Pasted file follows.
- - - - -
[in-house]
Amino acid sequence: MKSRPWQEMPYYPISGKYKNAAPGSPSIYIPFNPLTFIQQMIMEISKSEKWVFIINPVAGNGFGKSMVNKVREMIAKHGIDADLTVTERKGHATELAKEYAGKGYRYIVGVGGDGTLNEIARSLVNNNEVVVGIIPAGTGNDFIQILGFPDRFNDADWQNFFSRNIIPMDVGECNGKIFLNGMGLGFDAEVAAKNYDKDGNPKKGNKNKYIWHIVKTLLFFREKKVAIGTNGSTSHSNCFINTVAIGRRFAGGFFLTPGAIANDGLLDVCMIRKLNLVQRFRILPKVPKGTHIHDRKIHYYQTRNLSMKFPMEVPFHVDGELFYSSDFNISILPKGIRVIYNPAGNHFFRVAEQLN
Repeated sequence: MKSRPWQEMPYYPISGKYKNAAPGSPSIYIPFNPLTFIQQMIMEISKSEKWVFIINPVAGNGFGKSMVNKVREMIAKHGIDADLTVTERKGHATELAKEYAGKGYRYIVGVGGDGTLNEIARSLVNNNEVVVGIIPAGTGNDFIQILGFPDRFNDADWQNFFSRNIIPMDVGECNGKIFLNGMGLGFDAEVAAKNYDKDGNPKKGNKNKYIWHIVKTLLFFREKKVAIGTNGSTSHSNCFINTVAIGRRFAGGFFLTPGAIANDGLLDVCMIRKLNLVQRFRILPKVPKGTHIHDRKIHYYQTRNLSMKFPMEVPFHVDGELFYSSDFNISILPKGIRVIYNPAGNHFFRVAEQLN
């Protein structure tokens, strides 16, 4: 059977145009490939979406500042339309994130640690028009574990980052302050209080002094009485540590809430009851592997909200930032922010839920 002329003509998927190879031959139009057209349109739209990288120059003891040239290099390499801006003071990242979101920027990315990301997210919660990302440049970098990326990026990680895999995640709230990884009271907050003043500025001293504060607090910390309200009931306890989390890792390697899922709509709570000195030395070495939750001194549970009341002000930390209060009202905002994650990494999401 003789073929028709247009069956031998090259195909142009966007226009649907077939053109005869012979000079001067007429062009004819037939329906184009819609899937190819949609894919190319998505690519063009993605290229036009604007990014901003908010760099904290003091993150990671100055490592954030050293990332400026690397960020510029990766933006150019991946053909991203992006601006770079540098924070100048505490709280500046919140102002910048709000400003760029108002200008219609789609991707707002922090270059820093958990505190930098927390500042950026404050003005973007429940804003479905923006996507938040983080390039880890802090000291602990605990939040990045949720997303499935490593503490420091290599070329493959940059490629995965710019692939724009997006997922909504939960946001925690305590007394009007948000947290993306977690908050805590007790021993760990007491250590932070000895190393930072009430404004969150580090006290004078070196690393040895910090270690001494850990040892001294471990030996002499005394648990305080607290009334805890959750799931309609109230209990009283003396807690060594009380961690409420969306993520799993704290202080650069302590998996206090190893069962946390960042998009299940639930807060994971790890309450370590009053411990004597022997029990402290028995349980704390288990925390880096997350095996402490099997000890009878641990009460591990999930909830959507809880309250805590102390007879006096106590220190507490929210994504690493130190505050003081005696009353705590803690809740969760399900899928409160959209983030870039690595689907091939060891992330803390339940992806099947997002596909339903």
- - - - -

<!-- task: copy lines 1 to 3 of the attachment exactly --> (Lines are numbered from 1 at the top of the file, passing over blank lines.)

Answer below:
[in-house]
Amino acid sequence: MKSRPWQEMPYYPISGKYKNAAPGSPSIYIPFNPLTFIQQMIMEISKSEKWVFIINPVAGNGFGKSMVNKVREMIAKHGIDADLTVTERKGHATELAKEYAGKGYRYIVGVGGDGTLNEIARSLVNNNEVVVGIIPAGTGNDFIQILGFPDRFNDADWQNFFSRNIIPMDVGECNGKIFLNGMGLGFDAEVAAKNYDKDGNPKKGNKNKYIWHIVKTLLFFREKKVAIGTNGSTSHSNCFINTVAIGRRFAGGFFLTPGAIANDGLLDVCMIRKLNLVQRFRILPKVPKGTHIHDRKIHYYQTRNLSMKFPMEVPFHVDGELFYSSDFNISILPKGIRVIYNPAGNHFFRVAEQLN
Repeated sequence: MKSRPWQEMPYYPISGKYKNAAPGSPSIYIPFNPLTFIQQMIMEISKSEKWVFIINPVAGNGFGKSMVNKVREMIAKHGIDADLTVTERKGHATELAKEYAGKGYRYIVGVGGDGTLNEIARSLVNNNEVVVGIIPAGTGNDFIQILGFPDRFNDADWQNFFSRNIIPMDVGECNGKIFLNGMGLGFDAEVAAKNYDKDGNPKKGNKNKYIWHIVKTLLFFREKKVAIGTNGSTSHSNCFINTVAIGRRFAGGFFLTPGAIANDGLLDVCMIRKLNLVQRFRILPKVPKGTHIHDRKIHYYQTRNLSMKFPMEVPFHVDGELFYSSDFNISILPKGIRVIYNPAGNHFFRVAEQLN